they could've traded marquis for an outfielder anyway, then compensated for the weakened rotation by shifting the burnett budget to the bullpen and adding power arms there instead.

such a model has been used successfully before, most recently by the angels, who won a champ'ship in 2002 with an unremarkable rotation but a powerful offense and a suffocating bullpen that included donnelly weber k-rod and percival. there were plenty of bullpen guys available even after the burnett signing, and the cards negotiated with many of 'em before backing away.

the cards also missed a major opportunity in mark loretta, who got traded to boston for a backup catcher. loretta could've provided two important services -- superior middle-infield defense and superior top-of-order on-base ability -- and done it very affordably ($3m a year). losing out on a risky, pricey aj burnett is disappointing but understandable; losing out on an affordable sure thing like loretta is something else. when the cards missed on loretta but traded the next day for aaron miles, that's when the alarms went off around cardinal nation. . . . . ok, to the matrix (and suddenly i feel like laurence fishburne):

AJ-FREE DIET

STARTING 8 BENCH ROTATION PEN
molina c
$400K
rodriguez of
$330K
carpenter rhp
$5m
is'hausen rhp
$8.5m
pujols 1b
$14m
cruz if
$800K
mulder lhp
$7.5m
to jones rhp
$6m
loretta 2b
$3m
taguchi of
$1m
ponson rhp
$2.5m
fe rodriguez rhp
$1.5m
rolen 3b
$11m
miles if
$350K
suppan rhp
$4m
dotel rhp
$3m
eckstein ss
$3.5m
bennett c
$650k
an reyes rhp
$320K
thompson rhp
$350k
bigbie lf
$900K
duncan 1b
Memphis
wainwright rhp
Memphis
flores lhp
$400K
edmonds cf
$12m
hernandez c
Memphis
tankersly rhp
Memphis
ty johnson lhp
$320K
wilkerson rf
$4m
luna of
Memphis
reyes rhp
fix me
TOTAL
$48.6m
TOTAL
$2.5m
TOTAL
$19.3m
TOTAL
$20m
OVERALL PAYROLL: $90.4m

things to like about this team:

  1. outstanding on-base ability in slots 1 thru 6
  2. as above, youth and economy -- wilkerson, bigbie make team younger, cheaper
  3. three experienced closers (izzy jones dotel) in bullpen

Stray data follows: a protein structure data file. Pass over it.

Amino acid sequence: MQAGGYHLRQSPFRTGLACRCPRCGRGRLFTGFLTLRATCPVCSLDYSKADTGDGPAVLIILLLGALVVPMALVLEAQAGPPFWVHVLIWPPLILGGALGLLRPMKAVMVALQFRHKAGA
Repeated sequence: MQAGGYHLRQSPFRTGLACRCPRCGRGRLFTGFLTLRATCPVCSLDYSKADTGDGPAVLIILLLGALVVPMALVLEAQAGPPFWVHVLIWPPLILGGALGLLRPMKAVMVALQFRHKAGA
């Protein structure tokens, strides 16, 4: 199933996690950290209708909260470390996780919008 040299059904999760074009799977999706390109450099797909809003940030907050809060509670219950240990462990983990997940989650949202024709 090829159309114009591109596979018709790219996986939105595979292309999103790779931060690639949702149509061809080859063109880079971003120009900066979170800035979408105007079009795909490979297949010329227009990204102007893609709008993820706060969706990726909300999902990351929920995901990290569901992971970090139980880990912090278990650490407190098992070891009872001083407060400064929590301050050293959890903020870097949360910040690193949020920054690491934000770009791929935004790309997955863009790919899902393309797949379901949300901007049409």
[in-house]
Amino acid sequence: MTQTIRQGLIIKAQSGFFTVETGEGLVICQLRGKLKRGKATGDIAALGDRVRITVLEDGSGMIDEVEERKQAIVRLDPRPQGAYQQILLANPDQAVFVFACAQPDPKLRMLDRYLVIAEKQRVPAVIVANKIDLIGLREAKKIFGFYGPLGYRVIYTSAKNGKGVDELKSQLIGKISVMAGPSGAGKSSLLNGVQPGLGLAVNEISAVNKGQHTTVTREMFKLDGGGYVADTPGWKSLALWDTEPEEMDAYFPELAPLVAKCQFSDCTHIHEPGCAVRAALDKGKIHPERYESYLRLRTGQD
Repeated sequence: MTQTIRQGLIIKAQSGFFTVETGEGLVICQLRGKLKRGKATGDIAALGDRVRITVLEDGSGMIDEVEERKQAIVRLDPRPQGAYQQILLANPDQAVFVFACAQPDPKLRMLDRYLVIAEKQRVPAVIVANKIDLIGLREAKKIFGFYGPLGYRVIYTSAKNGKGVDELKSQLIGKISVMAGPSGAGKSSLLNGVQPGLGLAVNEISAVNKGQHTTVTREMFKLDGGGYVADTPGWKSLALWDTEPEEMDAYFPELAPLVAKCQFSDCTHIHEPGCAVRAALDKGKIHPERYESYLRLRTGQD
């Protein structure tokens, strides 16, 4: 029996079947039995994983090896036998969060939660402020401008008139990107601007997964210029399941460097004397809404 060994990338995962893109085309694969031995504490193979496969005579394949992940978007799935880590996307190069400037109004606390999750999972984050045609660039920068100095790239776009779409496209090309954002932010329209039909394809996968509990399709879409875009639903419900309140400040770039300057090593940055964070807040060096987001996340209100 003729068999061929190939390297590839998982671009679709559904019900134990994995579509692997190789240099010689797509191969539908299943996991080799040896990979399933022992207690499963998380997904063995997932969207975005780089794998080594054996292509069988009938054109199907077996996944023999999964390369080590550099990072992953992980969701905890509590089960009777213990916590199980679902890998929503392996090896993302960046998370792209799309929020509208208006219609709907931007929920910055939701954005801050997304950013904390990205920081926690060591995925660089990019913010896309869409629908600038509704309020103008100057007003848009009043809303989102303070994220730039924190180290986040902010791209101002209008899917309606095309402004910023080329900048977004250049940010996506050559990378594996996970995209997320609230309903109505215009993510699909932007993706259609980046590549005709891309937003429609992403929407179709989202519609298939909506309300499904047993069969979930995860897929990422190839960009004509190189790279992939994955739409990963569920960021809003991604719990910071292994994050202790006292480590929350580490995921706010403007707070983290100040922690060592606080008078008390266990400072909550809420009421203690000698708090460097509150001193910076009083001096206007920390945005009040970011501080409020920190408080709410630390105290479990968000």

4. excellent defense
here we've put nearly 80 percent of the budget into the starting 8 and the 'pen, making both units champ'ship-caliber. as long as anthony reyes has a strong rookie season, the rotation looks plenty strong enough, too --- but what if either he or ponson falters? if one of them washes out, you have to give wainwright or tankersley 15 starts, and if both reyes and ponson wash out that could spell trouble . . . . but manageable trouble, i believe. look at it this way: marquis and morris were about 2 wins apiece above replacement level last year, and they combined for 60 starts; if you give half of those starts to guys who merely pitch at replacement level, you're only losing 2 games in the standings. the cards have won the division by 10+ games in three of the last four seasons -- including one (2002) in which they gave a combined 34 starts to replacement-level pitchers jason simontaachi and travis smith. given the strength of this roster's bullpen, they could get away with at least one five-inning starter; and i think the offense would be strong enough to lift shaky rump-of-rotation pitchers to within shouting distance of .500.

assuming you make the playoffs, the rump-rotation ceases to matter; your top three guys throw most of the innings, and the beefed-up bullpen makes every game a 6-inning affair. but this would be risky -- that word again -- rather than balanced.

that's all i got; look forward to hearing all your thoughts. have a safe and happy new year, ev'ybody.